The Machinery Directive sets out the basic health and safety requirements that apply to all machines released on the EU market.
One way of meeting the requirements of the Machinery Directive is to use harmonised standards. Compliance with a harmonised standard therefore assumes compliance with the requirements of the Directive.
Machinery safety standards are divided into three categories: A, B and C standards.
A standards are comprehensive and define the basic health and safety requirements for all types of machinery, while B standards are group safety standards that address a safety aspect or a type of safety-related device that can be used for a variety of machines. C standards are safety standards for machine types that provide detailed safety requirements with risk analysis, risk assessment and risk reduction for a particular machine or group of machines.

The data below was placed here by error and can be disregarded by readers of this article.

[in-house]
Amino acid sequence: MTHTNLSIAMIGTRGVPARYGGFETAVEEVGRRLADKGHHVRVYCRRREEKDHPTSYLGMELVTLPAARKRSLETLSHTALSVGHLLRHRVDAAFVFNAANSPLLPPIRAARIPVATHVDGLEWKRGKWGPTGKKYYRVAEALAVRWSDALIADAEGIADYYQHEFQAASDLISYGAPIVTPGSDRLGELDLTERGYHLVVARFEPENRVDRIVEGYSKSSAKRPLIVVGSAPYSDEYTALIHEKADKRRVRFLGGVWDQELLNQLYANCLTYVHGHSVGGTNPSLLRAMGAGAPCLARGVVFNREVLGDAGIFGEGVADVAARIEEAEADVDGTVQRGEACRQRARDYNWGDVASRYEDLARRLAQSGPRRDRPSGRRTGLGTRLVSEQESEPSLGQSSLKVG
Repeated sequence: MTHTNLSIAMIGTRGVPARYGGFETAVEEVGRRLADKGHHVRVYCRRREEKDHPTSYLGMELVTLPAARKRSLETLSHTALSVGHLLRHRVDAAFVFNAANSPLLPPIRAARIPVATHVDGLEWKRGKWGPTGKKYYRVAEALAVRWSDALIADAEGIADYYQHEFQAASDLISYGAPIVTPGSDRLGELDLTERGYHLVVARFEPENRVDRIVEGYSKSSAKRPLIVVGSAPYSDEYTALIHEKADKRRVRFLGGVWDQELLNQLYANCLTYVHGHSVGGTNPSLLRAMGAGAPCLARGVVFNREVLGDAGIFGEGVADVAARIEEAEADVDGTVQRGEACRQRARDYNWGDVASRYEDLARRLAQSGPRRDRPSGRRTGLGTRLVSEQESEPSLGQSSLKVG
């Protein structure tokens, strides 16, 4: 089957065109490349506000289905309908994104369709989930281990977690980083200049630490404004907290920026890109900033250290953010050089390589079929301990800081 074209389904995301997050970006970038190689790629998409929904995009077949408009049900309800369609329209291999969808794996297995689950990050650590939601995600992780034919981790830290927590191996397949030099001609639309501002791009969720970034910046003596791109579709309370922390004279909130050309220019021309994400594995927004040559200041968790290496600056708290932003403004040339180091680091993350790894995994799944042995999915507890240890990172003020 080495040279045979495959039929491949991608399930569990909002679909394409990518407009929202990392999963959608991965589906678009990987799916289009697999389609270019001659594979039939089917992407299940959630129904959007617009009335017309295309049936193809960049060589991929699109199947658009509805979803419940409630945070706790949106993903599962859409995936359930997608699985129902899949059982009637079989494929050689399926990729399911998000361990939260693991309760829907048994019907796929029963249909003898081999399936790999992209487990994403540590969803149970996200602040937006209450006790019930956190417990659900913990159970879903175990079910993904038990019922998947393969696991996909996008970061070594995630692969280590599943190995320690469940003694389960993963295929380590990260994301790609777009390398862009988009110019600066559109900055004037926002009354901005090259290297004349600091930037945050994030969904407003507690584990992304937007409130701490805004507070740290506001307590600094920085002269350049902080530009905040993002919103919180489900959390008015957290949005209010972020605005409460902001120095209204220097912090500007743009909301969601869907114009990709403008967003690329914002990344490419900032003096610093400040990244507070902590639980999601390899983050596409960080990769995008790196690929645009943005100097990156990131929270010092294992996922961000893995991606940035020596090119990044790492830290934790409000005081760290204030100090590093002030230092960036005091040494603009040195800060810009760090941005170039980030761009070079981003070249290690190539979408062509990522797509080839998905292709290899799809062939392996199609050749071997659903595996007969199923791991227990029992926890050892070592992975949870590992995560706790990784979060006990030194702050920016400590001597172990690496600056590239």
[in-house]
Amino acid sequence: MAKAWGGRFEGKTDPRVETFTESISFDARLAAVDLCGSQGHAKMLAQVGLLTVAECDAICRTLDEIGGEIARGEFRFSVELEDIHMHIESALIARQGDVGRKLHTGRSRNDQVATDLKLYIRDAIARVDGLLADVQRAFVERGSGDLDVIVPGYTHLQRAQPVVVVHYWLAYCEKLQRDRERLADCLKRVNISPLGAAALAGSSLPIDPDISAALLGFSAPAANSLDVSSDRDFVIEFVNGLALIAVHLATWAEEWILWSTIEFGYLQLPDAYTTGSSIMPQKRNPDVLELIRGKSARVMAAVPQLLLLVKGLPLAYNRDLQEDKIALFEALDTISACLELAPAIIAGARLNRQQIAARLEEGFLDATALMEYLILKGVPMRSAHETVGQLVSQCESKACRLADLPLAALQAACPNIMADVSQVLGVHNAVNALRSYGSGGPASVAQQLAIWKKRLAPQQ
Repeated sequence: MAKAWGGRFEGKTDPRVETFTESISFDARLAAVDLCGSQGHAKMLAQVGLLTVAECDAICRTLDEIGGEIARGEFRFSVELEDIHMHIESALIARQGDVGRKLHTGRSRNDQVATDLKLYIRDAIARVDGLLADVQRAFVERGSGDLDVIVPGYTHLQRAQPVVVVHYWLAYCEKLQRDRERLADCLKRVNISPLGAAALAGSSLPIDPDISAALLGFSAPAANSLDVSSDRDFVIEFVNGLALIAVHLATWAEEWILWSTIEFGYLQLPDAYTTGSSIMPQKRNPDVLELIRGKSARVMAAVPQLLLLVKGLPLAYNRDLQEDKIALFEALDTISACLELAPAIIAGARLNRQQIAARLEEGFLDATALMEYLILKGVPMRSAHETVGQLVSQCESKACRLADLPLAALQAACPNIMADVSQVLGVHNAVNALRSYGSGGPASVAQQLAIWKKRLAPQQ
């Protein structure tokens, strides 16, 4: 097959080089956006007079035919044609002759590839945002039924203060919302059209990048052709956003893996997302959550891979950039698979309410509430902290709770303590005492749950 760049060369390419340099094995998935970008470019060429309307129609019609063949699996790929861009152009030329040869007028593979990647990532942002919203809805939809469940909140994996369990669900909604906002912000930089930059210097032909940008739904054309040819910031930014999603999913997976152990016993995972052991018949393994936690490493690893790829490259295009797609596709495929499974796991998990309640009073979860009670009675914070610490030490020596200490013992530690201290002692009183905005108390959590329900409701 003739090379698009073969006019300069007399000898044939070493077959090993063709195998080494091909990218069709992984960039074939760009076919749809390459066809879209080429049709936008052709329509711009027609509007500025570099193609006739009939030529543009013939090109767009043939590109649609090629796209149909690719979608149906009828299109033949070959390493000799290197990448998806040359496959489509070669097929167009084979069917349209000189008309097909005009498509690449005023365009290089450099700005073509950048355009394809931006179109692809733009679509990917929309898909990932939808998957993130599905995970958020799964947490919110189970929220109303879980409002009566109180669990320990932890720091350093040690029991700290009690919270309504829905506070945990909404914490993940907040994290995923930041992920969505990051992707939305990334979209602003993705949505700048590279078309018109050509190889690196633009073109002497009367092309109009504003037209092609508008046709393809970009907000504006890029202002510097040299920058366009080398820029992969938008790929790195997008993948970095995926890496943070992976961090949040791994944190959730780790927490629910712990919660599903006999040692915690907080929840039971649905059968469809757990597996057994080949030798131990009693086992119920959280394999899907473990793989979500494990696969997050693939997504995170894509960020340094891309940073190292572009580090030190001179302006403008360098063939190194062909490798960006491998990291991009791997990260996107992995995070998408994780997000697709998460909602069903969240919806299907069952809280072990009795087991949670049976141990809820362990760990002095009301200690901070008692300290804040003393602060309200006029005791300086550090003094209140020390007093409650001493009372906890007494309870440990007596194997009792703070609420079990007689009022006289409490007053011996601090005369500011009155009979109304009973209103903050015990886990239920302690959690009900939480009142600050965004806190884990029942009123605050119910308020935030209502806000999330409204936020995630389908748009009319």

A CE marking on a machine shows that the machine can be freely sold on the European market because it complies with the Machinery Directive and any other requirements that may apply. By using the mark, the manufacturer or importer attests that the machine meets EU health, environmental and safety requirements.
One of the top standards in machine safety, EN ISO 13849-1, is currently being revised. The standard will be sent out for consultation in June 2020 and published in 2021. EN ISO 13849-1 covers safety-related parts of control systems and general principles for design. It is one of the largest global machine safety standards.